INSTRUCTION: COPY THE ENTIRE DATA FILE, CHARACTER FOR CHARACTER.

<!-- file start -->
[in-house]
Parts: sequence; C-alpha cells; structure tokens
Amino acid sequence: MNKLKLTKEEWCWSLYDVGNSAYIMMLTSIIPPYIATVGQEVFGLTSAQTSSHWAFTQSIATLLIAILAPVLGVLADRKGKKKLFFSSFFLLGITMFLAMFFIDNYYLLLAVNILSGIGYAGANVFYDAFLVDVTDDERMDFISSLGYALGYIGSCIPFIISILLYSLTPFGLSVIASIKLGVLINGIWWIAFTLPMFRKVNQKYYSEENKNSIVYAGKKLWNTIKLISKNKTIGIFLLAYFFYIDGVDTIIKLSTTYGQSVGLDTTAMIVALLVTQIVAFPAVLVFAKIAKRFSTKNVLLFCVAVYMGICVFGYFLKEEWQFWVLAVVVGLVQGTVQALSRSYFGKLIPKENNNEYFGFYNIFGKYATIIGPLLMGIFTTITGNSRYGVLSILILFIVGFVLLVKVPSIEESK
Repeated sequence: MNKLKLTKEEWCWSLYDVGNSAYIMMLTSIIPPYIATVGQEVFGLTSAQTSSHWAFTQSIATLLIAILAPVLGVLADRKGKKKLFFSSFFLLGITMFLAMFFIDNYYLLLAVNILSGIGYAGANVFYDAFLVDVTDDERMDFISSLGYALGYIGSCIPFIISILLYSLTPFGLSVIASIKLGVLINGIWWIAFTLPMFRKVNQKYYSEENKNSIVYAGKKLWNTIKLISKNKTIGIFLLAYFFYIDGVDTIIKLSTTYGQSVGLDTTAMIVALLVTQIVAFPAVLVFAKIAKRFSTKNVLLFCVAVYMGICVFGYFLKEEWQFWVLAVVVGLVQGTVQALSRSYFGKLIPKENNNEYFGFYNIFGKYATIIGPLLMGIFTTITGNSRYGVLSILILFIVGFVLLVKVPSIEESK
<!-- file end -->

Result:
[in-house]
Parts: sequence; C-alpha cells; structure tokens
Amino acid sequence: MNKLKLTKEEWCWSLYDVGNSAYIMMLTSIIPPYIATVGQEVFGLTSAQTSSHWAFTQSIATLLIAILAPVLGVLADRKGKKKLFFSSFFLLGITMFLAMFFIDNYYLLLAVNILSGIGYAGANVFYDAFLVDVTDDERMDFISSLGYALGYIGSCIPFIISILLYSLTPFGLSVIASIKLGVLINGIWWIAFTLPMFRKVNQKYYSEENKNSIVYAGKKLWNTIKLISKNKTIGIFLLAYFFYIDGVDTIIKLSTTYGQSVGLDTTAMIVALLVTQIVAFPAVLVFAKIAKRFSTKNVLLFCVAVYMGICVFGYFLKEEWQFWVLAVVVGLVQGTVQALSRSYFGKLIPKENNNEYFGFYNIFGKYATIIGPLLMGIFTTITGNSRYGVLSILILFIVGFVLLVKVPSIEESK
Repeated sequence: MNKLKLTKEEWCWSLYDVGNSAYIMMLTSIIPPYIATVGQEVFGLTSAQTSSHWAFTQSIATLLIAILAPVLGVLADRKGKKKLFFSSFFLLGITMFLAMFFIDNYYLLLAVNILSGIGYAGANVFYDAFLVDVTDDERMDFISSLGYALGYIGSCIPFIISILLYSLTPFGLSVIASIKLGVLINGIWWIAFTLPMFRKVNQKYYSEENKNSIVYAGKKLWNTIKLISKNKTIGIFLLAYFFYIDGVDTIIKLSTTYGQSVGLDTTAMIVALLVTQIVAFPAVLVFAKIAKRFSTKNVLLFCVAVYMGICVFGYFLKEEWQFWVLAVVVGLVQGTVQALSRSYFGKLIPKENNNEYFGFYNIFGKYATIIGPLLMGIFTTITGNSRYGVLSILILFIVGFVLLVKVPSIEESK